John F Kennedy's Assassination as the Turning Point of the Vietnam War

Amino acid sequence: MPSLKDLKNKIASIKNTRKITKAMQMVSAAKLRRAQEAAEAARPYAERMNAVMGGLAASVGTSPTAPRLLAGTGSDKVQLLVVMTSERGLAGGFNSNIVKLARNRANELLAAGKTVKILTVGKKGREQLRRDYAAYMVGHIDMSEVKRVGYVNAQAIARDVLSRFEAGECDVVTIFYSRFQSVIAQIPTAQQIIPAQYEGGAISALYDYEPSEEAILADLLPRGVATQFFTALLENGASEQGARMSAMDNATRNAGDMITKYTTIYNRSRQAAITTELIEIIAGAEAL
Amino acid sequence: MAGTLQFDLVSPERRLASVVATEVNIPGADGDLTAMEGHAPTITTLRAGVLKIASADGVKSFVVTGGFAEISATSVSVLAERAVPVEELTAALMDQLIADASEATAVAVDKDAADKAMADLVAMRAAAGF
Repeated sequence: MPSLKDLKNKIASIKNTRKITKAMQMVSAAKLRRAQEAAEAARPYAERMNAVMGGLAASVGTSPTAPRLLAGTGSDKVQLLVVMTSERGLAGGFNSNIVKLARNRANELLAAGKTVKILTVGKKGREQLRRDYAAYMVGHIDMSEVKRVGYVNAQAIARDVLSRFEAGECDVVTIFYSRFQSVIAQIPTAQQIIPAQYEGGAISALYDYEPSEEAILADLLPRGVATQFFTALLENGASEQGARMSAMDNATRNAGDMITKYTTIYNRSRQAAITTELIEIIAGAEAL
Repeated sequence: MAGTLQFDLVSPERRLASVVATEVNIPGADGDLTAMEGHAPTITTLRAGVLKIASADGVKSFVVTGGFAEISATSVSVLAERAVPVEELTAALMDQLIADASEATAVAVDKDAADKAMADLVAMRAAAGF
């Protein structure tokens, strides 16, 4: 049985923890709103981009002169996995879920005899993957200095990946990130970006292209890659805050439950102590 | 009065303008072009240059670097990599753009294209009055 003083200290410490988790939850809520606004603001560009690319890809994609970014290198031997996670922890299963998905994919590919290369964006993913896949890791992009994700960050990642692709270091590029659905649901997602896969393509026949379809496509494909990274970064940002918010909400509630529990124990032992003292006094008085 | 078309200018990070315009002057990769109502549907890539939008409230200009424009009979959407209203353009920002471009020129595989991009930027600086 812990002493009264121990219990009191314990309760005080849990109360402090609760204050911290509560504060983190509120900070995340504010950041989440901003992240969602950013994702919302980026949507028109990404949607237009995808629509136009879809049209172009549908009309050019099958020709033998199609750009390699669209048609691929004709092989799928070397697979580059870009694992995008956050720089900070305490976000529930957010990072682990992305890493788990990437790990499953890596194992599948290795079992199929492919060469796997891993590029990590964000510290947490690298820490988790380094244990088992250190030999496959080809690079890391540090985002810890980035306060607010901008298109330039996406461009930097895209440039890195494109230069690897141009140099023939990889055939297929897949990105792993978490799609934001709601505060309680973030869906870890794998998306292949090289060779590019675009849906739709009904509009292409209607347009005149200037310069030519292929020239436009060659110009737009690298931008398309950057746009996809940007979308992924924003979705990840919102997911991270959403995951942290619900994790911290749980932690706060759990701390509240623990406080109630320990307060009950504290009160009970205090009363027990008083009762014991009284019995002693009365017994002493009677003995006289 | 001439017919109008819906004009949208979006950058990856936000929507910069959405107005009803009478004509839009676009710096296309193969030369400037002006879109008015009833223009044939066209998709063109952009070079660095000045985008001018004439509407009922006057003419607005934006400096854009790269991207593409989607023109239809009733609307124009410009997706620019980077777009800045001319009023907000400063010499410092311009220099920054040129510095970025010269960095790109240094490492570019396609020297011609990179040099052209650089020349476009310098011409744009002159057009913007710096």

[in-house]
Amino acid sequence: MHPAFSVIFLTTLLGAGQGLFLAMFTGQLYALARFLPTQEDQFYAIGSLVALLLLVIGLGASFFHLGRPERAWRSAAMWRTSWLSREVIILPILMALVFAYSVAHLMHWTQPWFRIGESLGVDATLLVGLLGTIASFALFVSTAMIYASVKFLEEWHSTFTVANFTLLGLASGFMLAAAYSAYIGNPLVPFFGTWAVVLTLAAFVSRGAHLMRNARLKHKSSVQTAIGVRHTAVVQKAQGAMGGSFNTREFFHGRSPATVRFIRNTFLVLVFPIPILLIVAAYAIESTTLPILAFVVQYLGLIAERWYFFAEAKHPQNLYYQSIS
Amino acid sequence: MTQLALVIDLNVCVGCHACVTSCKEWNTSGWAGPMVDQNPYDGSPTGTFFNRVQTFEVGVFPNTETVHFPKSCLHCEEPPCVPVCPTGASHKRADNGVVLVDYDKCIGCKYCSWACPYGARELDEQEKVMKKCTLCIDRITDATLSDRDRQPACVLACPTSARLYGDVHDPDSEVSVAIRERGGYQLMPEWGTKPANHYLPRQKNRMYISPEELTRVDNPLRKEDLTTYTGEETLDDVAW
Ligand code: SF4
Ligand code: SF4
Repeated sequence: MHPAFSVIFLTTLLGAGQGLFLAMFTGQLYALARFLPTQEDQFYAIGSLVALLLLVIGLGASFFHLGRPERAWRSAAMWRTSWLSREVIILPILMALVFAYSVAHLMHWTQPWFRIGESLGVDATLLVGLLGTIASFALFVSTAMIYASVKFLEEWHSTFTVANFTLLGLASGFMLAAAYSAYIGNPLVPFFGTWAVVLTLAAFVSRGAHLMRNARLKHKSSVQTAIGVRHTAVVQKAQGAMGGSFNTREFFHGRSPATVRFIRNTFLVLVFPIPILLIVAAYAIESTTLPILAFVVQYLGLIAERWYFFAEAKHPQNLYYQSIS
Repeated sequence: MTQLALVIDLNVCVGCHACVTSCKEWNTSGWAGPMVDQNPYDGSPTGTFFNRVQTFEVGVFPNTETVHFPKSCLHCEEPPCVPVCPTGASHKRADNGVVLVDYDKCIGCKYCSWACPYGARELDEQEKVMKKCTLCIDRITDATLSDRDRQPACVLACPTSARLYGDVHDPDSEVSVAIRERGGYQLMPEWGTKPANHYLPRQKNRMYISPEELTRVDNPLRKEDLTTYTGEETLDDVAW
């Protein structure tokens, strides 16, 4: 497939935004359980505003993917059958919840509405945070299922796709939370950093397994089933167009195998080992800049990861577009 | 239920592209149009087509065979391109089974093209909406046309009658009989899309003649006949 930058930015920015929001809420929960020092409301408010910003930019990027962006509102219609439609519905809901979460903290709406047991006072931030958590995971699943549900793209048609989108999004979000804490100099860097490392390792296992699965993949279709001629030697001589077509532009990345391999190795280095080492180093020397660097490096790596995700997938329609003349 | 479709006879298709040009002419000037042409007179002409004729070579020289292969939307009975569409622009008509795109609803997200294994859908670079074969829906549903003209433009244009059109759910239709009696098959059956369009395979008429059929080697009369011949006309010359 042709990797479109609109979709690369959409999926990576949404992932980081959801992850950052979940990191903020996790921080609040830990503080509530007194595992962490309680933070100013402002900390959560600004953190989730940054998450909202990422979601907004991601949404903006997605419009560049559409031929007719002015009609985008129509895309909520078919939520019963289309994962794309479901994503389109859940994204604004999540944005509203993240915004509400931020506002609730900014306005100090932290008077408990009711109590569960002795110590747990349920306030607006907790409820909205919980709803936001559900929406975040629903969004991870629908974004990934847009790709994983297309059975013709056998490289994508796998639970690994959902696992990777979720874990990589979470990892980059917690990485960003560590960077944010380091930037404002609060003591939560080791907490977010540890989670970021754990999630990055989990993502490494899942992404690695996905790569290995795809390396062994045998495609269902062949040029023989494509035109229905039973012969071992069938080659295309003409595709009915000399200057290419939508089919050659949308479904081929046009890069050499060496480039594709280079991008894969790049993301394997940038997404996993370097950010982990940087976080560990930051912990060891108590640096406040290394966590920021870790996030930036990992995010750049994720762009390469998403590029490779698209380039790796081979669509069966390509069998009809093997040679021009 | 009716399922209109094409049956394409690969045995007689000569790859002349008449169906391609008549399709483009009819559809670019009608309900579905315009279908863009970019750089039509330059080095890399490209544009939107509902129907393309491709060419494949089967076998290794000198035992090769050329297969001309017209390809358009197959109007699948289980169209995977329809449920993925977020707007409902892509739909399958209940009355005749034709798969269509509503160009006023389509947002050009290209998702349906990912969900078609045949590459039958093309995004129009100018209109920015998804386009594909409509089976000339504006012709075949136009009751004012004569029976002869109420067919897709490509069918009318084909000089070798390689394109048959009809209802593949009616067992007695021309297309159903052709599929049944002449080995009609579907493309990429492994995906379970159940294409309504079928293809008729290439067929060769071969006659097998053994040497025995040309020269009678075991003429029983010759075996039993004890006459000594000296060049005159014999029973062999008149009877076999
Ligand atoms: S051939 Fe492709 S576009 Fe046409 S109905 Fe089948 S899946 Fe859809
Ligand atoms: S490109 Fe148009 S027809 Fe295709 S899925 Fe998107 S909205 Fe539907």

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Running Head: The Turning Point The Turning Point The Turning Point: I have chosen the assassination of John Fitzgerald Kennedy as it proved to be a real turning point in the history of Vietnam. Kennedy, who had initially delivered 400 special advisors to Vietnam in order to train the Vietnamese soldiers against counter-insurgence, was eliminated in Dallas (Texas) on 26th November 1963. The events preceding the turning point: As mentioned earlier, J. F. Kennedy was providing the Vietnamese government with advisors. He started with the initial 400 U.S. military counselors and the number was raised to 16,300 American military advisors after his assassination. A communist takeover was to be prevented and that is why Kennedy supported Diem and his brother's government. However, Diem was a poor controller, a bad ruler. He, along with his brother, made brutal policies against Buddhists and eliminated a large amount of them in the Buddhists sanctuaries of Saigon. Diem's brother Nhu was heavily involved in these activities together with his brother's full support and the army trained by American military advisors (Moss, 2010). Nhu's wife even referred to the Buddhists as "barbecue" on a television show. All of this along with the fact that the Buddhists were denied the right to display their holy flags on the birthday of Buddha caused an immediate outburst in South Vietnam. Heavy protests started taking place and several Buddhist monks even burnt themselves to fatality as
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